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4 Requirements to get government contracts




1. Time and resources

Independents need to be aware of the number of hours and resources required to pursue and manage a government contract. For example, part of the process to apply for federal contracts involves completing Representations and Certifications. These provisions require you to represent and certify a variety of statements ranging from environmental rules and compliance to entity size. Representations and Certifications are designed to ensure that you are in compliance with laws and regulations and are an extremely detailed part of the process.


In addition to taking a great deal of time to complete paperwork, there are legal implications as well. If you’re going through this process for the first time or on your own, it’s advisable to obtain a legal review.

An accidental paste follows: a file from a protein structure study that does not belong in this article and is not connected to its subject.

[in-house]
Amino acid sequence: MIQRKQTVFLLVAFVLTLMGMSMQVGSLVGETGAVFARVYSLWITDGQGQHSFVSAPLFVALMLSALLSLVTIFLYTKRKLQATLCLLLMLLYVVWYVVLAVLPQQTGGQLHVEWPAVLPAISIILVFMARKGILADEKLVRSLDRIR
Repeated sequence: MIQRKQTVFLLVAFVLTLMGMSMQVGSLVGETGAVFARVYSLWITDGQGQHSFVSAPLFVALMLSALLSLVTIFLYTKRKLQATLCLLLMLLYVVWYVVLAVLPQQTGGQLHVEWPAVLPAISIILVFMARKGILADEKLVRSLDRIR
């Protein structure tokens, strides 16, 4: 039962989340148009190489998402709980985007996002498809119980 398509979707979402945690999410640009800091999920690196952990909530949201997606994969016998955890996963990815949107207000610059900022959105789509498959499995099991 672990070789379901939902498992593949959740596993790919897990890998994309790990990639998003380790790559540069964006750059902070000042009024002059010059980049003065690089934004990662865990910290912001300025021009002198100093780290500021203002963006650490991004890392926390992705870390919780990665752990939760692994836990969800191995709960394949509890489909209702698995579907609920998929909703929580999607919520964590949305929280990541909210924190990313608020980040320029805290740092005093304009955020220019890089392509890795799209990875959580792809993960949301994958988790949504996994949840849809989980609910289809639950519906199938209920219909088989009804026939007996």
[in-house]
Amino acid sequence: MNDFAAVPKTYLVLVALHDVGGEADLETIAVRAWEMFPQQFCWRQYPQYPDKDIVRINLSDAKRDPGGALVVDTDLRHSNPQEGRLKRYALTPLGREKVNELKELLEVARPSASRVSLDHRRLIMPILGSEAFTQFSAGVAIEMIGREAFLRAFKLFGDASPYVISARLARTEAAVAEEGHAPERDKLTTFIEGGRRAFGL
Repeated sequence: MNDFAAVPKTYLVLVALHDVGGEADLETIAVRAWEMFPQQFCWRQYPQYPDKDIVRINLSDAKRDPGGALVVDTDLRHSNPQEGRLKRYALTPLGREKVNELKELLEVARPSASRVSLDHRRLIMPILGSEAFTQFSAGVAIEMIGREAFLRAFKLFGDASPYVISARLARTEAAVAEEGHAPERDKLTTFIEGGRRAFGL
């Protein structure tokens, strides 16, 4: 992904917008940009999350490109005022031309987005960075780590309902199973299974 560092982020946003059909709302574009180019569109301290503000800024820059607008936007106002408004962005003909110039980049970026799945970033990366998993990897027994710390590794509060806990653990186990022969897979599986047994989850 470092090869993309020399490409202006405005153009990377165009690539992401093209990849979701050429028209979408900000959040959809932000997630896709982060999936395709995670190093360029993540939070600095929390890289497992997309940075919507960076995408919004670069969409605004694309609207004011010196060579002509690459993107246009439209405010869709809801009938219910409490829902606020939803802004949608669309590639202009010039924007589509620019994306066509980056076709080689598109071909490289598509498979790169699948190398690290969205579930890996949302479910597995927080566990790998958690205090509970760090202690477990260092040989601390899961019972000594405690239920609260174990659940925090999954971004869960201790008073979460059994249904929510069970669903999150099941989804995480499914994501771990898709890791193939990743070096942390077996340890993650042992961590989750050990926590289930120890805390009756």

2. Liability Insurance

In addition to the time, resources, and credentials needed to obtain a government contract, there may be additional requirements. Government contracts, similar to many large commercial contracts, may require additional liability insurance.


3. Special invoicing and payment terms

Invoicing and payment terms may differ from standard business contracts. It’s common for government contracts to be monthly, net-60, which means you may not receive payment for 90 days. Any mistakes can lead to a delay in payment for several months.


There may also be special invoicing requirements. Government contracting requires you to keep track of your funding and notify the government when you’ve reached 75% of your funding. Failure to do so may carry a penalty. It’s therefore important to read contracts very carefully to ensure that you understand your responsibilities as a contractor.


4. Relationships

Relationships will help you stand out among many available vendors/contractors. Continue to apply the same practices of networking and relationship building to government contracts as you do to other business opportunities.

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